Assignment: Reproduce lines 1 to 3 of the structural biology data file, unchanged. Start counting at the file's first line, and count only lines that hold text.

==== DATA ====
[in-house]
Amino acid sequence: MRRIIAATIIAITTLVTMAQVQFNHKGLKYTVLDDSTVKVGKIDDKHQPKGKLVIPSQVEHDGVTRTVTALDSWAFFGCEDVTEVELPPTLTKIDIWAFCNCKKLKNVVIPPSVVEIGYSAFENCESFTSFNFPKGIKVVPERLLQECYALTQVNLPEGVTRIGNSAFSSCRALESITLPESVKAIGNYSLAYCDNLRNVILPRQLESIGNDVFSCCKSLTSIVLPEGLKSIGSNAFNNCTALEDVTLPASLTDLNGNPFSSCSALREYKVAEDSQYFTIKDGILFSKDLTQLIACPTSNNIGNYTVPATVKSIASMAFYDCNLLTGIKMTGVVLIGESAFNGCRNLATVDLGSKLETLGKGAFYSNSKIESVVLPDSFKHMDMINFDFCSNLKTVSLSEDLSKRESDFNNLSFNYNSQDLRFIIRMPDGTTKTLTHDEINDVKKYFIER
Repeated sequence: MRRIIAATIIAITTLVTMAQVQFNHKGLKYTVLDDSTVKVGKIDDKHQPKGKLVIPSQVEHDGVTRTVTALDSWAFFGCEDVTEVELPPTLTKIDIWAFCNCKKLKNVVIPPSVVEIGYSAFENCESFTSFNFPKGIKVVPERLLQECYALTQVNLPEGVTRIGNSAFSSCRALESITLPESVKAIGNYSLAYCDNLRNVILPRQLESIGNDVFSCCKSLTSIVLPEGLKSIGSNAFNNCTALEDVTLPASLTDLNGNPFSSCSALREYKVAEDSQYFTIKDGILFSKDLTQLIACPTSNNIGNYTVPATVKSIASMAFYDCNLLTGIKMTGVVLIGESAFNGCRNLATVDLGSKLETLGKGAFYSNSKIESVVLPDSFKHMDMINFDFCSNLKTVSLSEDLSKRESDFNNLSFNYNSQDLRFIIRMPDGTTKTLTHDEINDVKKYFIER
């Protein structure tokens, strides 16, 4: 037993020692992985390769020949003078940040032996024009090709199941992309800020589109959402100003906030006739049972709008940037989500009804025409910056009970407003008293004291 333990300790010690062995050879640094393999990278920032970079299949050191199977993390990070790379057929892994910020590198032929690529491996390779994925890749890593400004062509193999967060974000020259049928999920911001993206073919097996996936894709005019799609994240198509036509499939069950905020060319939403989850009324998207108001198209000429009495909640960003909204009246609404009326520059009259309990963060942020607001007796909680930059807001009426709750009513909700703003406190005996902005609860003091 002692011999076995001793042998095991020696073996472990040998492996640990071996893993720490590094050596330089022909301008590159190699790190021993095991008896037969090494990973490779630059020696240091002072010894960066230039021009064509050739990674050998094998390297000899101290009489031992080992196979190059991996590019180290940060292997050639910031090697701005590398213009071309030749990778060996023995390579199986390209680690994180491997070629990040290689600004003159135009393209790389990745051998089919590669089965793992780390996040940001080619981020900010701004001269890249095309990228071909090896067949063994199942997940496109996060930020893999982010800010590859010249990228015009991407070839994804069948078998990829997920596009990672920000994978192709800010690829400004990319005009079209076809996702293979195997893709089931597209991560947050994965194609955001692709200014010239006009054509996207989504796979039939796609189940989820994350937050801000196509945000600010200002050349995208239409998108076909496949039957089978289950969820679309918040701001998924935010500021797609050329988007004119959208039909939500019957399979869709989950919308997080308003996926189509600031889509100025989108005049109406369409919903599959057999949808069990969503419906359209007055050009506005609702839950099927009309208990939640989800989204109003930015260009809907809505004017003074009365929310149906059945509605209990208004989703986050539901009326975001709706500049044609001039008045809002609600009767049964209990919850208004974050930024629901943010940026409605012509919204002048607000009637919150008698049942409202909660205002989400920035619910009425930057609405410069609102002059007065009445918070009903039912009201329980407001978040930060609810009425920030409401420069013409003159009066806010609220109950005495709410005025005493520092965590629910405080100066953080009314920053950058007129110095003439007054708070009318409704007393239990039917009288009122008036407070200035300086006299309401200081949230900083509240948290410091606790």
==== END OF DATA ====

[in-house]
Amino acid sequence: MRRIIAATIIAITTLVTMAQVQFNHKGLKYTVLDDSTVKVGKIDDKHQPKGKLVIPSQVEHDGVTRTVTALDSWAFFGCEDVTEVELPPTLTKIDIWAFCNCKKLKNVVIPPSVVEIGYSAFENCESFTSFNFPKGIKVVPERLLQECYALTQVNLPEGVTRIGNSAFSSCRALESITLPESVKAIGNYSLAYCDNLRNVILPRQLESIGNDVFSCCKSLTSIVLPEGLKSIGSNAFNNCTALEDVTLPASLTDLNGNPFSSCSALREYKVAEDSQYFTIKDGILFSKDLTQLIACPTSNNIGNYTVPATVKSIASMAFYDCNLLTGIKMTGVVLIGESAFNGCRNLATVDLGSKLETLGKGAFYSNSKIESVVLPDSFKHMDMINFDFCSNLKTVSLSEDLSKRESDFNNLSFNYNSQDLRFIIRMPDGTTKTLTHDEINDVKKYFIER
Repeated sequence: MRRIIAATIIAITTLVTMAQVQFNHKGLKYTVLDDSTVKVGKIDDKHQPKGKLVIPSQVEHDGVTRTVTALDSWAFFGCEDVTEVELPPTLTKIDIWAFCNCKKLKNVVIPPSVVEIGYSAFENCESFTSFNFPKGIKVVPERLLQECYALTQVNLPEGVTRIGNSAFSSCRALESITLPESVKAIGNYSLAYCDNLRNVILPRQLESIGNDVFSCCKSLTSIVLPEGLKSIGSNAFNNCTALEDVTLPASLTDLNGNPFSSCSALREYKVAEDSQYFTIKDGILFSKDLTQLIACPTSNNIGNYTVPATVKSIASMAFYDCNLLTGIKMTGVVLIGESAFNGCRNLATVDLGSKLETLGKGAFYSNSKIESVVLPDSFKHMDMINFDFCSNLKTVSLSEDLSKRESDFNNLSFNYNSQDLRFIIRMPDGTTKTLTHDEINDVKKYFIER